No Trust, No Team: Building Trust in a Virtual Setting

OnPoint Consulting’s global study on virtual collaboration found that top performing virtual teams reported higher levels of trust than teams that were less successful, which means that trust is an essential ingredient for virtual team success. 

Despite the importance of trust to virtual collaboration it can take much longer to build trust when working from a distance because team members rarely see one another and, quite often, have never met in person.

While we typically rely on interpersonal trust, which is based on personal relationships, virtual teams must rely more heavily on task-based trust, which is the belief that team members will do their job.  Of course, task-based trust doesn’t happen on its own.  It has to be developed and that occurs when virtual team members are responsive, follow through on commitments, and take responsibility for results. 

The following warning signs to look for to determine whether your virtual team suffers from low levels of trust:

  • Team members do not refer to themselves as “we”
  • Silos develop among sub-groups
  • Lack of information sharing
  • Micromanagement by the team leader or team members
  • Conflicts are not resolved
  • Team members are openly negative
  • Team members do not regard the commitments of others as credible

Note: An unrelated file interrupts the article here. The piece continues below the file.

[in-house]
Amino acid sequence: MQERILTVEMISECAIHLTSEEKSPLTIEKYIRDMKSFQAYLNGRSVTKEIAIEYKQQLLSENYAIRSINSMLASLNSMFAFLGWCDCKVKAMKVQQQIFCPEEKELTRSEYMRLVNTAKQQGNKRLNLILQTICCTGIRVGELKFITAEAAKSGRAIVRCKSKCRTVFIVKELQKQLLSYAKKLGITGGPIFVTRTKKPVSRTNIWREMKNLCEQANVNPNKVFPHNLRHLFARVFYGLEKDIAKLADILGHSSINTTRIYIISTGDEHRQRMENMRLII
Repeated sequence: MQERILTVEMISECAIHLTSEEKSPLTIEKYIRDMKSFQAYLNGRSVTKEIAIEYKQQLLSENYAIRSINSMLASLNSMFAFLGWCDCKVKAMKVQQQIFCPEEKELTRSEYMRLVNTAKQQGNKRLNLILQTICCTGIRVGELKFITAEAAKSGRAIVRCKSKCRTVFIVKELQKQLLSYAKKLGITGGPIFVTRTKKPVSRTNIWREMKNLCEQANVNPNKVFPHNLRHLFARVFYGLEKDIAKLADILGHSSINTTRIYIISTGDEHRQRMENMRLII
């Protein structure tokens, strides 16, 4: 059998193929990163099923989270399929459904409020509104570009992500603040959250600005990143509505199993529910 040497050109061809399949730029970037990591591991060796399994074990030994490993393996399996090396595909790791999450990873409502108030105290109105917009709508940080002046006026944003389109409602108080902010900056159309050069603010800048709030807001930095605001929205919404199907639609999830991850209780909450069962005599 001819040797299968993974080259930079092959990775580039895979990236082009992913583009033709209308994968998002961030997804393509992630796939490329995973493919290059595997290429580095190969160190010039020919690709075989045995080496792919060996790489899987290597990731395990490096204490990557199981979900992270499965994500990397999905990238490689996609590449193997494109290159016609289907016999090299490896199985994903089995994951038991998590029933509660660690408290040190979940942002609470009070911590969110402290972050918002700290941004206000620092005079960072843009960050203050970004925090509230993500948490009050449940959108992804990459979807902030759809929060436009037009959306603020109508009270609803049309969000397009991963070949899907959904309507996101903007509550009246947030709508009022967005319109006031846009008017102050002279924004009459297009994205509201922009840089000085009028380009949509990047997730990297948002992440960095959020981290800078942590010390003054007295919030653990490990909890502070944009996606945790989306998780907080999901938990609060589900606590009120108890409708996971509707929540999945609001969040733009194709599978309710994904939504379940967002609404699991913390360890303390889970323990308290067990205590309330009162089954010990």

• Low levels of productivity or missed deadlines

So, what can virtual leaders do to build trust?  The following guidelines are a good foundation for success:

  • Encourage team members to communicate openly and honestly, model positive behaviors, implement a communication plan for team interactions, and ensure you are accessible and responsive
  • Leverage online tools such as videoconferencing, Web-based video, instant messaging, and Facebook-like Web pages with personal profiles and pictures so that team members can become acquainted and learn about each other’s backgrounds and experiences
  • Meet face-to-face at least once early on in the team’s formation or use a series of virtual meetings to build relationships and establish credibility
  • Encourage spontaneous and informal interaction among team members
  • Empower team members to make and act on decisions
  • Help people manage conflicts
  • Partner team members at different locations and rotate these over time

As virtual teamwork becomes more prevalent, organizations need to take a close look at how they can best ensure the success of these teams. To maximize their return on investment, organizations should ensure that high levels of trust are in place and continually assess the performance of their virtual teams over time.


This blog was originally posted on Rick's blog, On Leadership

The SHRM Blog does not accept solicitation for guest posts.

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